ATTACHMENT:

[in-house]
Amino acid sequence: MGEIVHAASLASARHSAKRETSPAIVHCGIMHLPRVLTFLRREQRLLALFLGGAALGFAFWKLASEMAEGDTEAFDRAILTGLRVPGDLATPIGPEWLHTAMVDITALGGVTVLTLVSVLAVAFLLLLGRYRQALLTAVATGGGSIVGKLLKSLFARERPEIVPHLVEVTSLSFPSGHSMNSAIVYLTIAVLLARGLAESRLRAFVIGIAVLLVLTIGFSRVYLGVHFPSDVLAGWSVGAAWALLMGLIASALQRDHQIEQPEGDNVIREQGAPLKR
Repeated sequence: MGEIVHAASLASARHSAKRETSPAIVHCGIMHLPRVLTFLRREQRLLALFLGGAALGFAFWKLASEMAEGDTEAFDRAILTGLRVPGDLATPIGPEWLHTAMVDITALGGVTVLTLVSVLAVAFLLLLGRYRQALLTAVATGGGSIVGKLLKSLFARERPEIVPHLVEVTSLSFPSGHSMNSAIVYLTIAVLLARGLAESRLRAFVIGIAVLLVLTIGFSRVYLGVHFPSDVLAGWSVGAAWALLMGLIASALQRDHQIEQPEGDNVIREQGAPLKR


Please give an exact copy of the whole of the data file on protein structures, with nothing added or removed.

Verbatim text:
[in-house]
Amino acid sequence: MGEIVHAASLASARHSAKRETSPAIVHCGIMHLPRVLTFLRREQRLLALFLGGAALGFAFWKLASEMAEGDTEAFDRAILTGLRVPGDLATPIGPEWLHTAMVDITALGGVTVLTLVSVLAVAFLLLLGRYRQALLTAVATGGGSIVGKLLKSLFARERPEIVPHLVEVTSLSFPSGHSMNSAIVYLTIAVLLARGLAESRLRAFVIGIAVLLVLTIGFSRVYLGVHFPSDVLAGWSVGAAWALLMGLIASALQRDHQIEQPEGDNVIREQGAPLKR
Repeated sequence: MGEIVHAASLASARHSAKRETSPAIVHCGIMHLPRVLTFLRREQRLLALFLGGAALGFAFWKLASEMAEGDTEAFDRAILTGLRVPGDLATPIGPEWLHTAMVDITALGGVTVLTLVSVLAVAFLLLLGRYRQALLTAVATGGGSIVGKLLKSLFARERPEIVPHLVEVTSLSFPSGHSMNSAIVYLTIAVLLARGLAESRLRAFVIGIAVLLVLTIGFSRVYLGVHFPSDVLAGWSVGAAWALLMGLIASALQRDHQIEQPEGDNVIREQGAPLKR